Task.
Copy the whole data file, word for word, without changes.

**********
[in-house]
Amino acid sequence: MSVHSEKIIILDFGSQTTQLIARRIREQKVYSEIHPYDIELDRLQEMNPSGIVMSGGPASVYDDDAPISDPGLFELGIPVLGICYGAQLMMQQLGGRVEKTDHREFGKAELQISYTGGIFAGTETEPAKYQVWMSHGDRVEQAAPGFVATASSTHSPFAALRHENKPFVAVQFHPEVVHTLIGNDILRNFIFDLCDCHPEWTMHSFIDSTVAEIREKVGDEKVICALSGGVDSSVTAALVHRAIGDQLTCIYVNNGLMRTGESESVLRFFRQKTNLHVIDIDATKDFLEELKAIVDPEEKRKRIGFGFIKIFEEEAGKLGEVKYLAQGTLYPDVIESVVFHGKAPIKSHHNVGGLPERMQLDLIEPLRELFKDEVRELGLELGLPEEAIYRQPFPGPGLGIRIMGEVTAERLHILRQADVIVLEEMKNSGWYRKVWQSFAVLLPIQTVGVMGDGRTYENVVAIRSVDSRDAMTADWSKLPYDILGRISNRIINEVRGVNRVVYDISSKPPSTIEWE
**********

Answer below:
[in-house]
Amino acid sequence: MSVHSEKIIILDFGSQTTQLIARRIREQKVYSEIHPYDIELDRLQEMNPSGIVMSGGPASVYDDDAPISDPGLFELGIPVLGICYGAQLMMQQLGGRVEKTDHREFGKAELQISYTGGIFAGTETEPAKYQVWMSHGDRVEQAAPGFVATASSTHSPFAALRHENKPFVAVQFHPEVVHTLIGNDILRNFIFDLCDCHPEWTMHSFIDSTVAEIREKVGDEKVICALSGGVDSSVTAALVHRAIGDQLTCIYVNNGLMRTGESESVLRFFRQKTNLHVIDIDATKDFLEELKAIVDPEEKRKRIGFGFIKIFEEEAGKLGEVKYLAQGTLYPDVIESVVFHGKAPIKSHHNVGGLPERMQLDLIEPLRELFKDEVRELGLELGLPEEAIYRQPFPGPGLGIRIMGEVTAERLHILRQADVIVLEEMKNSGWYRKVWQSFAVLLPIQTVGVMGDGRTYENVVAIRSVDSRDAMTADWSKLPYDILGRISNRIINEVRGVNRVVYDISSKPPSTIEWE